• The only person displaying ignorance here is you Richard.

            Professor Tucker and Mark Gregory are well respected in the industry, unlike those Liberal shrills and Malcolm’s cronies.

          • @FibreZealot

            It’s Richards modus operandi FZ, if they (Gregory, Tucker and Budde for example) don’t agree with him, they are technical illiterates.

    • ** Warning this Senate hearing will have intelligent people speaking, please cover your ears if this offends you **

    • Richard, if not Tucker and Gregory, who do you think the senate should hear from?

      • @jc representatives of some of the many telcos that have already completed an upgrade would be a great start. Yes include FTTH to get some insight to the economic transition (if any) and how costs were mitigated.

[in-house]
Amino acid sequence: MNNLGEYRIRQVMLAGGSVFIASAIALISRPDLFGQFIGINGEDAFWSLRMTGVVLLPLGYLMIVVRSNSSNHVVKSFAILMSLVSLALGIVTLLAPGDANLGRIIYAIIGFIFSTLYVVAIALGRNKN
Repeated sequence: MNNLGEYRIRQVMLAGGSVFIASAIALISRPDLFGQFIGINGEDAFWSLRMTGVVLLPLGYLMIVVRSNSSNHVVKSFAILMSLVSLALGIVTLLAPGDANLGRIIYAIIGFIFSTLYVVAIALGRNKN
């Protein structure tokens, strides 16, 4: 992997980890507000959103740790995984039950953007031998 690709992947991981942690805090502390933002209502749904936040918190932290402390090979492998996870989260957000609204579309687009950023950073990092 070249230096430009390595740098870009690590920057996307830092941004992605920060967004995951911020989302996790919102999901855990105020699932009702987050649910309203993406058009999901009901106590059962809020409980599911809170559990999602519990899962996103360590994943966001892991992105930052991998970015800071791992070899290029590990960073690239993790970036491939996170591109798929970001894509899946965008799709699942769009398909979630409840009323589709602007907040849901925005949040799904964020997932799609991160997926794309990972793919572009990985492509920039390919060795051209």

Literally dozens to choose from.

        • People like Bell Canada eh?…ftth…/2015-11-06

          I’ll leave you to ignore the take outs ;)
          “FTTH technology also provides a clear path to — significantly to support other speeds beyond one gig over time,” Cope said during the earnings call, according to a Seeking Alpha transcript. “And by way of example … by 2017 we’d have the ability to do 10 gig speeds.”

          Cope added that it could achieve the 10G speeds “without requiring any upgrade to our network” and unlike its cable competitors “any segmentation capital.”


          “”Yes, it’s capital intensive, but in the operating side we’re seeing a requirement for about 40% less truck rolls in fiber-to-the-home areas versus FTTN areas, a 50% reduction in preventative maintenance and most importantly our churn rate is lower in markets that we have FTTH over anything else we provide and that’s simply because there is no technology better in the world than that technology,” Cope said.”